A clear power policy and early publication of new power planning are urgently needed for Vietnam to attract private capital in infrastructure energy.
South Korean companies have been expressing interest in liquefied natural gas (LNG) power generation projects. In one instance, the Korea Gas Corporation, South Power, and Hanwha Energy are participating in the Hai Lang phase 1 initiative in the central province of Quang Tri, which is expected to start commercial exploitation in 2026-2027.
However, the progress that was approved in the previous Power Development Plan (PDP) has now been converted to the draft PDP8, which states that it will not come online until after 2040. The switch could cause serious problems for investors as well as provincial authorities.
Kim Han-Yong, chairman of the Korea Chamber of Commerce in Vietnam (KoCham) said at last week’s Vietnam Business Forum (VBF), “If the plan is rolled back beyond 2030, project development may become practically impossible. It will be difficult to coordinate with finance, construction, and equipment companies that are intending to participate. We hope that the government will pay attention and create conditions for the project to be implemented as originally planned.”
KoCham insisted that Hai Lang phase 1 has points that are suitable for Vietnam’s development interests because the project has an optimal location and sufficient investor capacity. In addition, the project does not require expansion of the existing 500kV line.
Members of various business groups at the VBF encouraged the government to continue promoting renewable energy, energy efficiency, battery energy storage, and more.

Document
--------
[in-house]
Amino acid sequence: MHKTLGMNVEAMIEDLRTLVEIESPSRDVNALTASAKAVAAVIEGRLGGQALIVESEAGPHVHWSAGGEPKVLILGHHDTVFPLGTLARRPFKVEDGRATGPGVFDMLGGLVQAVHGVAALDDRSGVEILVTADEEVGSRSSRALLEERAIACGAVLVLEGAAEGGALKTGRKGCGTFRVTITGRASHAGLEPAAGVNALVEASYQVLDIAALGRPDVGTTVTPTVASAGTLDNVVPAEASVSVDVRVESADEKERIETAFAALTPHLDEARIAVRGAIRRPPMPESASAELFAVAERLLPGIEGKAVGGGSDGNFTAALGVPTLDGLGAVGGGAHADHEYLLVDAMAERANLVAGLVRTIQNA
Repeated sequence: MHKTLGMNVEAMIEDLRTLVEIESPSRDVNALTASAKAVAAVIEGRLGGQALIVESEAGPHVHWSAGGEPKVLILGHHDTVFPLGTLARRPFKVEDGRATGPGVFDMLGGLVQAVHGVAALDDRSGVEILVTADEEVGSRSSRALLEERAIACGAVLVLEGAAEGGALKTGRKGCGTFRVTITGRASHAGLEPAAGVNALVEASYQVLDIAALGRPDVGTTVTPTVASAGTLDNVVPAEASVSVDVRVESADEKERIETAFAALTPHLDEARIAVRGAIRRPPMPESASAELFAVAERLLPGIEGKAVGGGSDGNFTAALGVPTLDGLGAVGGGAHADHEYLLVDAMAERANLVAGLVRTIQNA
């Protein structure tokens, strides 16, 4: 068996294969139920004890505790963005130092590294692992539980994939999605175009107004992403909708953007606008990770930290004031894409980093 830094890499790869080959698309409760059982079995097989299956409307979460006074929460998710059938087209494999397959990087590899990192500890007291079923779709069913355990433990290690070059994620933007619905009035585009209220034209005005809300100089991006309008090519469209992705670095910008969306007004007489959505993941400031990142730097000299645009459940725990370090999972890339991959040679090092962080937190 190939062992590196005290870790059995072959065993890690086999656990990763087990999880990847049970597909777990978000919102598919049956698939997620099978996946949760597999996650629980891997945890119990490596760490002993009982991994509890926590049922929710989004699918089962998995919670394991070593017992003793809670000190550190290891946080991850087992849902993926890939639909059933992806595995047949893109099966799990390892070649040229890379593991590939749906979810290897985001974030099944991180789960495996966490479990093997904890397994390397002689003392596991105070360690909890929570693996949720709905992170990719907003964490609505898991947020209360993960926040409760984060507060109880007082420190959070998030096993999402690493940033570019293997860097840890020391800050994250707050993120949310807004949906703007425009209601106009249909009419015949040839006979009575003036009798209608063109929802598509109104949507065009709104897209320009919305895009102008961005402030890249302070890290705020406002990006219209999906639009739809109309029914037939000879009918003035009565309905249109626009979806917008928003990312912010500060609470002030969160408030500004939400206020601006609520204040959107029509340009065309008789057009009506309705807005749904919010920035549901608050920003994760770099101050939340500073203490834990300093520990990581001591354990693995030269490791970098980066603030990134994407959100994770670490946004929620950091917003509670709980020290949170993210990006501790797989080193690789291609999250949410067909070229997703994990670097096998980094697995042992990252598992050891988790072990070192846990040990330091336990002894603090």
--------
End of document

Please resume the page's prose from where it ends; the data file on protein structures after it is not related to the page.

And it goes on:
Vice president of the Singapore Business Group Seck Yee Chung said, “The clarity on the tariff mechanism for under-construction wind farms, which were not able to manage to achieve the recent feed-in tariff (FiT) commercial operations date deadline, should be one of the prioritised considerations.”
Clear roadmap desire
According to a representative of the American Chamber of Commerce in Vietnam (AmCham), energy policy needs to be looked at from many angles, including access to finance, tax policy, public education, carbon emissions, transmission, and storage. Any plan must be open to innovations, and Vietnam’s geographical location and climate will continue to offer it comparative advantages for solar and wind energy development.
“Following on the successes already achieved with solar and wind power, we recommend that Vietnam explore diversified energy sources going forward, including geothermal, hydrogen, and biomass resources, which are given only very small consideration in the current PDP8 draft,” the representative said.
AmCham supports the planned increase of offshore wind in PDP8 to bring economically feasible large-scale offshore wind farms to support the development of Vietnam’s private sector, international standards, and bankable purchase power agreements attracting private investments.
These offshore wind farms should be developed with green storage units to support transitioning to a zero-carbon future.
Onshore wind has had success with more than 4GW constructed just within the past year thanks to FiT policies. AmCham is encouraging the government to enact policies that continue supporting the sector, including both support for projects that face construction delays and the development of a new auction mechanism that enables further growth.
Offshore wind provides great potential with estimates of both fixed bottom and floating capacity at around 600GW.
“Our Energy Committee has worked with the government on various ways other countries have built transmission systems to move clean energy to markets successfully,” the AmCham spokesperson added. “Gas can serve as an important transition fuel, and help Vietnam get away as fast as possible from coal and be a bridge to clean energy.”